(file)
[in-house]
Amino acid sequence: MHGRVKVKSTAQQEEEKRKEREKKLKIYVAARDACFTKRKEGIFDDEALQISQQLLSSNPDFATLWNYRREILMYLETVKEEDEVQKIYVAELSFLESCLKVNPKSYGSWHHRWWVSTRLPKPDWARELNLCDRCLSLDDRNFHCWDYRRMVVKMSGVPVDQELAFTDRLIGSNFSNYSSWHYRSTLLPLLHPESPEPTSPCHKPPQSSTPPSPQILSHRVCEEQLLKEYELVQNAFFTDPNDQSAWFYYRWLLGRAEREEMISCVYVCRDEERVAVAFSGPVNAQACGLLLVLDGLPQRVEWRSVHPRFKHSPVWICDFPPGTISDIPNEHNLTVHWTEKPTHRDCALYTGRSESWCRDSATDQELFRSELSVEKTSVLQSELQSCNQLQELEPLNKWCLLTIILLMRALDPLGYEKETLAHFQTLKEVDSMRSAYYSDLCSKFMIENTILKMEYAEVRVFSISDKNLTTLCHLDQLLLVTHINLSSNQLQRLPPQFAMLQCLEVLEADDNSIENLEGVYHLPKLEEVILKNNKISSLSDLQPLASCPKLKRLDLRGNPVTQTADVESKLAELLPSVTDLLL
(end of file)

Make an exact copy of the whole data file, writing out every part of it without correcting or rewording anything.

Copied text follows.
[in-house]
Amino acid sequence: MHGRVKVKSTAQQEEEKRKEREKKLKIYVAARDACFTKRKEGIFDDEALQISQQLLSSNPDFATLWNYRREILMYLETVKEEDEVQKIYVAELSFLESCLKVNPKSYGSWHHRWWVSTRLPKPDWARELNLCDRCLSLDDRNFHCWDYRRMVVKMSGVPVDQELAFTDRLIGSNFSNYSSWHYRSTLLPLLHPESPEPTSPCHKPPQSSTPPSPQILSHRVCEEQLLKEYELVQNAFFTDPNDQSAWFYYRWLLGRAEREEMISCVYVCRDEERVAVAFSGPVNAQACGLLLVLDGLPQRVEWRSVHPRFKHSPVWICDFPPGTISDIPNEHNLTVHWTEKPTHRDCALYTGRSESWCRDSATDQELFRSELSVEKTSVLQSELQSCNQLQELEPLNKWCLLTIILLMRALDPLGYEKETLAHFQTLKEVDSMRSAYYSDLCSKFMIENTILKMEYAEVRVFSISDKNLTTLCHLDQLLLVTHINLSSNQLQRLPPQFAMLQCLEVLEADDNSIENLEGVYHLPKLEEVILKNNKISSLSDLQPLASCPKLKRLDLRGNPVTQTADVESKLAELLPSVTDLLL